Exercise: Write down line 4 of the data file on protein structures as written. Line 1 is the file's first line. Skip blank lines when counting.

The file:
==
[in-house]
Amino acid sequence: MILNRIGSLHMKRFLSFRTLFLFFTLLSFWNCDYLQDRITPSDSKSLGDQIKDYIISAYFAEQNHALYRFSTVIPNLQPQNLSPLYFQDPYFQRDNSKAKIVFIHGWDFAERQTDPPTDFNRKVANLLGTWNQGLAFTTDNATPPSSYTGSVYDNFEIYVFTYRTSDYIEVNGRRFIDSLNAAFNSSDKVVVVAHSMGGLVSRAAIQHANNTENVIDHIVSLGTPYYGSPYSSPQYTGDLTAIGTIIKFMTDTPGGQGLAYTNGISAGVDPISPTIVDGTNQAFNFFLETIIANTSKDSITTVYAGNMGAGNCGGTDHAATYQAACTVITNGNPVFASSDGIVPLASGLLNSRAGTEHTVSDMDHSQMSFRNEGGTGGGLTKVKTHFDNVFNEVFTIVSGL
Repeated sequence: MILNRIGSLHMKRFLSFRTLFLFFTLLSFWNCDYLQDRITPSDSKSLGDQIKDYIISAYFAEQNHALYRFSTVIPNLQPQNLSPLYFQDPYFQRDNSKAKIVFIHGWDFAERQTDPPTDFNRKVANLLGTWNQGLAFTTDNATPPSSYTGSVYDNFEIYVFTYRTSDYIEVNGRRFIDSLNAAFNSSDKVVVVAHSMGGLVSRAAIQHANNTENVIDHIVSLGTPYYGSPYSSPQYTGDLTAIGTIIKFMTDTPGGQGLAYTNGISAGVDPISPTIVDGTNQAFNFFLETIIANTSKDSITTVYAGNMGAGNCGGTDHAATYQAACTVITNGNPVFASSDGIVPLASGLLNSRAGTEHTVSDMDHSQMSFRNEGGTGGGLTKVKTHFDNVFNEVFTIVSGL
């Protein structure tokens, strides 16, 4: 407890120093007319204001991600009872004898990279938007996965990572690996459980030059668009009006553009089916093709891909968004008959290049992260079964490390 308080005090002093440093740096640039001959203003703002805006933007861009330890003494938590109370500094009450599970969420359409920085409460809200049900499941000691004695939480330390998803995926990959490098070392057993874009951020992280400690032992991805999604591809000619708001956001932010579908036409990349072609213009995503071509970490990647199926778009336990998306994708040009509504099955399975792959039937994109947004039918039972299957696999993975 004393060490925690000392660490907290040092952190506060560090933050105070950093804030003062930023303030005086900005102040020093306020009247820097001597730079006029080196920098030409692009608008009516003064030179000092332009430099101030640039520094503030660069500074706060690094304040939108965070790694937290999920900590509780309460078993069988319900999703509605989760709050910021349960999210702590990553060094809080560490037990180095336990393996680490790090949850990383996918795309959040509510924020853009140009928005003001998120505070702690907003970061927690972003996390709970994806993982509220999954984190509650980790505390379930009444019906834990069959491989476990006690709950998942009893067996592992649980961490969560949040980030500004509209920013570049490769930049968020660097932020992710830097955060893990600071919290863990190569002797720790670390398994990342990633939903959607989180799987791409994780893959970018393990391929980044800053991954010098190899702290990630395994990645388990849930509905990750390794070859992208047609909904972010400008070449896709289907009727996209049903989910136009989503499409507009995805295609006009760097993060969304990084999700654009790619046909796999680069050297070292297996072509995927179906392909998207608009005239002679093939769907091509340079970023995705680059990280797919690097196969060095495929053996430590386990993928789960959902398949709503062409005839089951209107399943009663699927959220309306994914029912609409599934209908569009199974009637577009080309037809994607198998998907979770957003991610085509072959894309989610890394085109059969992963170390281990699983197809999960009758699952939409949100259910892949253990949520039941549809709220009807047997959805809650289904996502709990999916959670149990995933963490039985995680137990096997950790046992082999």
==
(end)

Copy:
């Protein structure tokens, strides 16, 4: 407890120093007319204001991600009872004898990279938007996965990572690996459980030059668009009006553009089916093709891909968004008959290049992260079964490390 308080005090002093440093740096640039001959203003703002805006933007861009330890003494938590109370500094009450599970969420359409920085409460809200049900499941000691004695939480330390998803995926990959490098070392057993874009951020992280400690032992991805999604591809000619708001956001932010579908036409990349072609213009995503071509970490990647199926778009336990998306994708040009509504099955399975792959039937994109947004039918039972299957696999993975 004393060490925690000392660490907290040092952190506060560090933050105070950093804030003062930023303030005086900005102040020093306020009247820097001597730079006029080196920098030409692009608008009516003064030179000092332009430099101030640039520094503030660069500074706060690094304040939108965070790694937290999920900590509780309460078993069988319900999703509605989760709050910021349960999210702590990553060094809080560490037990180095336990393996680490790090949850990383996918795309959040509510924020853009140009928005003001998120505070702690907003970061927690972003996390709970994806993982509220999954984190509650980790505390379930009444019906834990069959491989476990006690709950998942009893067996592992649980961490969560949040980030500004509209920013570049490769930049968020660097932020992710830097955060893990600071919290863990190569002797720790670390398994990342990633939903959607989180799987791409994780893959970018393990391929980044800053991954010098190899702290990630395994990645388990849930509905990750390794070859992208047609909904972010400008070449896709289907009727996209049903989910136009989503499409507009995805295609006009760097993060969304990084999700654009790619046909796999680069050297070292297996072509995927179906392909998207608009005239002679093939769907091509340079970023995705680059990280797919690097196969060095495929053996430590386990993928789960959902398949709503062409005839089951209107399943009663699927959220309306994914029912609409599934209908569009199974009637577009080309037809994607198998998907979770957003991610085509072959894309989610890394085109059969992963170390281990699983197809999960009758699952939409949100259910892949253990949520039941549809709220009807047997959805809650289904996502709990999916959670149990995933963490039985995680137990096997950790046992082999």